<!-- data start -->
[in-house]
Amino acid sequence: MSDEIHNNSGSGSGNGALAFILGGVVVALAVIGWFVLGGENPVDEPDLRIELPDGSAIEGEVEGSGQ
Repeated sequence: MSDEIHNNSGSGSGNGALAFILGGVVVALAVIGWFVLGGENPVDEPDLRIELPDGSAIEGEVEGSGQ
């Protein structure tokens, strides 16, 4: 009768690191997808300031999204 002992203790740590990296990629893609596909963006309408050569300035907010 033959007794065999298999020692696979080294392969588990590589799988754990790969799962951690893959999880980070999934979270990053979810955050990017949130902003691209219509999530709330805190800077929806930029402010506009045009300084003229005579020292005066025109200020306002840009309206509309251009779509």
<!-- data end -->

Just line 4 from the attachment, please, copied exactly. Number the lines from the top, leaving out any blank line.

């Protein structure tokens, strides 16, 4: 009768690191997808300031999204 002992203790740590990296990629893609596909963006309408050569300035907010 033959007794065999298999020692696979080294392969588990590589799988754990790969799962951690893959999880980070999934979270990053979810955050990017949130902003691209219509999530709330805190800077929806930029402010506009045009300084003229005579020292005066025109200020306002840009309206509309251009779509």